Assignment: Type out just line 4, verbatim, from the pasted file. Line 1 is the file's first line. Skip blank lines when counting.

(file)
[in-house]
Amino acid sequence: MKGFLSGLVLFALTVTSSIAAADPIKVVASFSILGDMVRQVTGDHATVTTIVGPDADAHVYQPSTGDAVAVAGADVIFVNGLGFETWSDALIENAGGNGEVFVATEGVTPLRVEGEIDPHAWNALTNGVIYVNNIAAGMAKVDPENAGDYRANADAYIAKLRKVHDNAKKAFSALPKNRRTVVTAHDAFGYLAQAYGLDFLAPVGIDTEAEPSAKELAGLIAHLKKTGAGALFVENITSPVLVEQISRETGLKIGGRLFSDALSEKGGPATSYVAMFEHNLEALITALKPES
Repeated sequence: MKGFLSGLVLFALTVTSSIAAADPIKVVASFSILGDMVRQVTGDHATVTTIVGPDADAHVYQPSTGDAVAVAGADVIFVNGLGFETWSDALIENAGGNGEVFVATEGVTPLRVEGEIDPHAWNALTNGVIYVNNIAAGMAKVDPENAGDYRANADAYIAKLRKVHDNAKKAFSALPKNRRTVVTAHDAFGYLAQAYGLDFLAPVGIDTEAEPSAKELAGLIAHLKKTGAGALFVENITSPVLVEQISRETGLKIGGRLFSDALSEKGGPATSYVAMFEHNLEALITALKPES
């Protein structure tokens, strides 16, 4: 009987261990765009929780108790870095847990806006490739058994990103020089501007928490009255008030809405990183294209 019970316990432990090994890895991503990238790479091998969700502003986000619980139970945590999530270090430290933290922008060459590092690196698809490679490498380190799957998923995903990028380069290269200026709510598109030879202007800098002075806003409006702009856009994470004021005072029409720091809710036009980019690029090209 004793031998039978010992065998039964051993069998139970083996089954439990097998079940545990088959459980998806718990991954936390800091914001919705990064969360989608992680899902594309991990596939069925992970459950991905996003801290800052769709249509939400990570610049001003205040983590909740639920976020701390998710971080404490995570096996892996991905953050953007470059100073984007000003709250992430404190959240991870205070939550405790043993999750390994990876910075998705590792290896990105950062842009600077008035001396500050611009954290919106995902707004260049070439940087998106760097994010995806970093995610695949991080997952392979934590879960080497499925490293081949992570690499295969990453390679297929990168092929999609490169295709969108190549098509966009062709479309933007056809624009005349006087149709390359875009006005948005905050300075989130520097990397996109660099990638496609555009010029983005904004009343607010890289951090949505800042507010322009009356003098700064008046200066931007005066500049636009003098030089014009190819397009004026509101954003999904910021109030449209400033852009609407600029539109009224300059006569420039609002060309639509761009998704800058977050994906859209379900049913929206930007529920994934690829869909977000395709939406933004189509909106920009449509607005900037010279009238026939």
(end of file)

């Protein structure tokens, strides 16, 4: 009987261990765009929780108790870095847990806006490739058994990103020089501007928490009255008030809405990183294209 019970316990432990090994890895991503990238790479091998969700502003986000619980139970945590999530270090430290933290922008060459590092690196698809490679490498380190799957998923995903990028380069290269200026709510598109030879202007800098002075806003409006702009856009994470004021005072029409720091809710036009980019690029090209 004793031998039978010992065998039964051993069998139970083996089954439990097998079940545990088959459980998806718990991954936390800091914001919705990064969360989608992680899902594309991990596939069925992970459950991905996003801290800052769709249509939400990570610049001003205040983590909740639920976020701390998710971080404490995570096996892996991905953050953007470059100073984007000003709250992430404190959240991870205070939550405790043993999750390994990876910075998705590792290896990105950062842009600077008035001396500050611009954290919106995902707004260049070439940087998106760097994010995806970093995610695949991080997952392979934590879960080497499925490293081949992570690499295969990453390679297929990168092929999609490169295709969108190549098509966009062709479309933007056809624009005349006087149709390359875009006005948005905050300075989130520097990397996109660099990638496609555009010029983005904004009343607010890289951090949505800042507010322009009356003098700064008046200066931007005066500049636009003098030089014009190819397009004026509101954003999904910021109030449209400033852009609407600029539109009224300059006569420039609002060309639509761009998704800058977050994906859209379900049913929206930007529920994934690829869909977000395709939406933004189509909106920009449509607005900037010279009238026939």